Sheryl Sandberg, “Lean In”, WH Allen, 2013

Steve Blank, “Embrace failure to start up success- An ambitious US programme aims to turn scientists into entrepreneurs.Go on, says Steve Blank, unleash your inner capitalist.”, NATURE International weekly journal of science, World View, A personal take on events, 8 SEPTEMBER 2011, VOL 477, 133, Macmillan Publishers Limited, last access on 23/05/13, available online at http://www.nature.com/news/2011/070911/full/477133a.html

Theodore Levitt, “Marketing Myopia”, 1960, in Best of HBR, July-August 2004

Tony Robbins, “Why we do what we do”, TED Talks, filmed February 2006, posted June 2006, last access 23/05/13, available at http://www.ted.com/talks/tony_robbins_asks_why_we_do_what_we_do.html

Innovation and female spirit

As I wrote on my post One Month Ago, I own you some posts about what I assimilated during the last month. Here we go.

On the 18th of April I attended an Entrepreneurship Experience event about “Dealing with Success and Adversity”, and it revealed itself as one of the most impressive talks hosted at Kingston University I listened to.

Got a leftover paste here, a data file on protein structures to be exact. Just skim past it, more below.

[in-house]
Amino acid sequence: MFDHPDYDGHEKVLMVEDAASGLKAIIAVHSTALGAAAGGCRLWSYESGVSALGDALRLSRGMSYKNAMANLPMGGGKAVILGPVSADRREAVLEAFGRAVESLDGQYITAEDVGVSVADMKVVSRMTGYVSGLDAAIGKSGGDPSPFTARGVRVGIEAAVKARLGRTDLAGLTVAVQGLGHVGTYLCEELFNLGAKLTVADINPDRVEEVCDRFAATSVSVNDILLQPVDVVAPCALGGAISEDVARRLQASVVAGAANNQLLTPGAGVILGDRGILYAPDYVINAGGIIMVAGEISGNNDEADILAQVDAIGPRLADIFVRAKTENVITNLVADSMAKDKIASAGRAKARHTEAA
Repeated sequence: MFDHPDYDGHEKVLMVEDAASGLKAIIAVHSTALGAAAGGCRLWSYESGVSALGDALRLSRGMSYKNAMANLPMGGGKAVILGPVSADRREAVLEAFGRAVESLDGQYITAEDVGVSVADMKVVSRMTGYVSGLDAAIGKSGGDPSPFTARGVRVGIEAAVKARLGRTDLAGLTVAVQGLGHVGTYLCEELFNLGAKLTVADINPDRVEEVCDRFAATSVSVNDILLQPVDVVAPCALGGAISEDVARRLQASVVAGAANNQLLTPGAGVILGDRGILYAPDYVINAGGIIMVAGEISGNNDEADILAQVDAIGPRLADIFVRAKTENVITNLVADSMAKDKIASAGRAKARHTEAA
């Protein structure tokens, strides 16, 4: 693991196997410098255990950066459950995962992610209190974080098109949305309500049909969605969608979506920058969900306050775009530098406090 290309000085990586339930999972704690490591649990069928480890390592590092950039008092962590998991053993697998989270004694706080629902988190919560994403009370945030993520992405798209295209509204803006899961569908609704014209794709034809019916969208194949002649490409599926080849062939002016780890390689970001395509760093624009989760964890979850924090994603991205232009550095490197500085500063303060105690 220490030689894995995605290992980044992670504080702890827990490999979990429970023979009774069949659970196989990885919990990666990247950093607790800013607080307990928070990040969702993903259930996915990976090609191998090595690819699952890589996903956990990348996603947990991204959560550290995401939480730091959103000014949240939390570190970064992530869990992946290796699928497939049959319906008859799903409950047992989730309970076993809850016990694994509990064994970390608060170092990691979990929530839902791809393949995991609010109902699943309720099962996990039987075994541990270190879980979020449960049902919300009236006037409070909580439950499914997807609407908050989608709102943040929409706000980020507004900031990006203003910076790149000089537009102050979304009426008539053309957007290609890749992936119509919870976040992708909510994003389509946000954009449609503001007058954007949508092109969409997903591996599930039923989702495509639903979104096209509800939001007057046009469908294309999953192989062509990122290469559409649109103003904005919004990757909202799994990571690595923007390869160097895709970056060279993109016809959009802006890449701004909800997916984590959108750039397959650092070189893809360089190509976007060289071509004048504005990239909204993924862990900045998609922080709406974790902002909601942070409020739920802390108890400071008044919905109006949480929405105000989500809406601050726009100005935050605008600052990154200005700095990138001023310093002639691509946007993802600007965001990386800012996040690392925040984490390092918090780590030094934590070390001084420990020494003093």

peter1Peter Marks MD of Luminar Group, as the first speaker, told us his story of failing and raising and failing and raising again, showing that an entrepreneur should always consider 5 factors before starting a business:

  1. Idea. People want it? Can we actually make the right margin? Did we make enough market research? What about costumers driving?
  2. Risk. Be happy with it.
  3. Toolbox. First we need to learn how to sell.
  4. Work hard and be nice to people, because people are a resource as much important as capital.
  5. Know the numbers. Always check and keep them up to date.

Peter underlined as well that decentralization is a crucial point: we need to choose people we trust to work with, in order to give them enough freedom to comply tasks. Otherwise all the job would be necessarily performed by us.

The problem within working just on our own is that since ever we know that more brains have more ideas. If we keep us updated and surrounded by creative and smart people, they could give us more insights. Related to this, we have to improve always our networking activity. If we follow those suggestions we could constantly innovate our business.

It is fundamental to apply innovation in every field of our business, from the market to the company, from the brand to the tech side, from the communication to online presence and conversations. Moreover it is important to create places and experiences for the staff to share, because sharing knowledge thrives innovation as well.